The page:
At 2 PM we went on a guided tour which was led by a nice old lady from Washington who fell in love with California natives and settled in Santa Barbara. The tour lasted about an hour. It was okay, but nothing special. The guide basically took us through a few sections and pointed out a few of her favorite plants.

Before leaving, I stopped by the gift shop and nursery and purchased seeds for the Giant coreopsis and a 1 gallon Monkeyflower to replace one that I planted a few months ago that didn't survive. The Giant coreopsis was a very peculiar looking plant that reminded me of something you'd see in a Dr. Seuss movie. I thought it would be fun to plant somewhere in my yard.

A few California Poppies were in bloom today, but I plan to go back to the Santa Barbara Botanic Gardens in the spring when many more wildflowers are in full bloom.

Sunday, February 18, 2007

Walking L.A. #6 - Playa Vista and the Ballona Wetlands

Today's walk was supposed to start at the Playa Vista Visitor Center, but we started at the Coffee Bean & Tea Leaf instead so that we could begin as usual with some coffee and bagels.

Our book describes Playa Vista and the Ballona Wetlands as a carefully engineered slice of nature. One of my friends who was seeing Playa Vista for the first time commented that she felt like she was in the Truman Show. Everything in Playa Vista seemed a little too perfect to her. I can see what she means. The developers of Playa Vista tried to create a perfect neighborhood where one could easily walk or bike to get coffee, visit the bank, or pick up clothes at the dry cleaners. In doing so, they managed to create something contrived like The Grove, instead of something more organic like the 3rd Street Promenade and the rest of downtown Santa Monica.

Anyway, we passed by "Bark Park" after leaving the Coffee Bean. We took our dog in for a quick off-leash experience. Unfortunately, no other dogs were there for her to play with which is unusual since throughout Playa Vista there were many people taking their dogs for a stroll.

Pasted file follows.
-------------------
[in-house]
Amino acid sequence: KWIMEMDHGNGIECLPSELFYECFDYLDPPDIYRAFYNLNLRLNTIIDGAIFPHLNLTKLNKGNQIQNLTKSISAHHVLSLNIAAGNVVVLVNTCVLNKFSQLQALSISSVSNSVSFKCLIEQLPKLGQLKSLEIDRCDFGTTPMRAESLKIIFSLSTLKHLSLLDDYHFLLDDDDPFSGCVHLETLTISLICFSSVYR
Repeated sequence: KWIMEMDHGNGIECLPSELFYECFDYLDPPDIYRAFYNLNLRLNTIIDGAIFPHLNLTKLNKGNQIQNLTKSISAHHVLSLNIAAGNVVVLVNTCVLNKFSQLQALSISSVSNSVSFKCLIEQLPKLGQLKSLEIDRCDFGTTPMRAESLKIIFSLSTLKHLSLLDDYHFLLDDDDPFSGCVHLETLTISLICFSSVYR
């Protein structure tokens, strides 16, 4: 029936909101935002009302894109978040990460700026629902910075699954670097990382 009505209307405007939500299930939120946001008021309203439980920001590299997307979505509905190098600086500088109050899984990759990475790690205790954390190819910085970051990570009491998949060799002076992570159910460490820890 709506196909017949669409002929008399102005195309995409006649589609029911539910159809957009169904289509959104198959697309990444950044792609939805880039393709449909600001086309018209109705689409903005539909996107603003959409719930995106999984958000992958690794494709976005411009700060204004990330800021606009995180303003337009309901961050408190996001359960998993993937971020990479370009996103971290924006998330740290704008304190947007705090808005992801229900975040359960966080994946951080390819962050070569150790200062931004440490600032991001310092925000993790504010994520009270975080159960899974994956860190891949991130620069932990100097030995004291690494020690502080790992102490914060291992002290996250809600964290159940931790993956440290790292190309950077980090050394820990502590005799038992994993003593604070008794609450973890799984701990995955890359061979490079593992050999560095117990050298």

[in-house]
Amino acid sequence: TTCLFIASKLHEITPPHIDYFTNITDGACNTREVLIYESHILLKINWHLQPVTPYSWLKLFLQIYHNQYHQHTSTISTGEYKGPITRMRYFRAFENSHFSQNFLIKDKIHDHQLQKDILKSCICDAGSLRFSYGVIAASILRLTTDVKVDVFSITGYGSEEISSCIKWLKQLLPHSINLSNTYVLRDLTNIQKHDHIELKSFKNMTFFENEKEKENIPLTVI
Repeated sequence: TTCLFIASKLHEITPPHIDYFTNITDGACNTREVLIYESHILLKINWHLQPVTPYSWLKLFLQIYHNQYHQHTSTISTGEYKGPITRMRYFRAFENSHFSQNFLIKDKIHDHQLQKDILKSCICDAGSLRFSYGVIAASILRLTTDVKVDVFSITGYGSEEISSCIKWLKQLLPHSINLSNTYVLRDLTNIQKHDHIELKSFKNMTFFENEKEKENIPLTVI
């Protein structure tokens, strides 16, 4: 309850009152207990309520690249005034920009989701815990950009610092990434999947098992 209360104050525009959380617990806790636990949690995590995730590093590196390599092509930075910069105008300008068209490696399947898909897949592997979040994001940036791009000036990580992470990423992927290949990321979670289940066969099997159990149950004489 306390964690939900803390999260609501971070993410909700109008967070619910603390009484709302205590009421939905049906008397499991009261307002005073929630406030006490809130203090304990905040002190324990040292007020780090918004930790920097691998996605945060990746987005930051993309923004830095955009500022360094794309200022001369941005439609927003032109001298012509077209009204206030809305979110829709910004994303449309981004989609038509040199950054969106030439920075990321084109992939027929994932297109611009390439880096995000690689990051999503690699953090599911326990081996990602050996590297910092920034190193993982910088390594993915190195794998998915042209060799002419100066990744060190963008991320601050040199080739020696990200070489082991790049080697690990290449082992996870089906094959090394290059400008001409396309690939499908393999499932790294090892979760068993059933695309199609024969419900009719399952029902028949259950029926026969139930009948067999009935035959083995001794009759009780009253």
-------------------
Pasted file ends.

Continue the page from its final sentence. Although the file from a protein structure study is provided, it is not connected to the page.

Next we walked over to the Ballona Wetlands nature trail which heads west and south from the corner of Lincoln Blvd and Jefferson Blvd. The trail is nice as long as you're looking toward the marsh, but as soon as you turn the other way, all you see is automobile traffic. The traffic is pretty loud which for me ruins the otherwise tranquil walk along a well-preserved marsh. It would have been so much better if they had built a trail that circled the marsh which would allow one to walk inland away from the noisy thoroughfares. Today, the most southern portion of the trail was closed due to the supposed danger of bees. We didn't see any bees, but we heeded the warning and turned around nonetheless.

One the way back we walked through the southern section of Playa Vista, passing a neat park with giant bird-shaped plant sculptures and a giant bird house structure. We stopped there to give our dog a chance to drink some water. After that, we passed the Playa Vista Library which had some beautiful trees blooming with vibrant white flowers. We were all wondering what kind of trees they were since we've been seeing them all around the west side of LA lately.

Finally, we took a tour of some model homes called Icon. All over $1 million dollars, these homes were pretty impressive. It is fun to wonder around homes you can't afford just to dream a little and get decorating ideas. That concluded our walk. Afterward, we stopped at the shopping center at Lincoln and Maxella where some of us got lunch at Rubio's and the rest got dessert at Pinkberry which just opened recently.

The next walk is the UCLA Campus.

Walking L.A.: 36 Walking Tours Exploring Stairways, Streets and Buildings You Never Knew Existed

Tuesday, February 13, 2007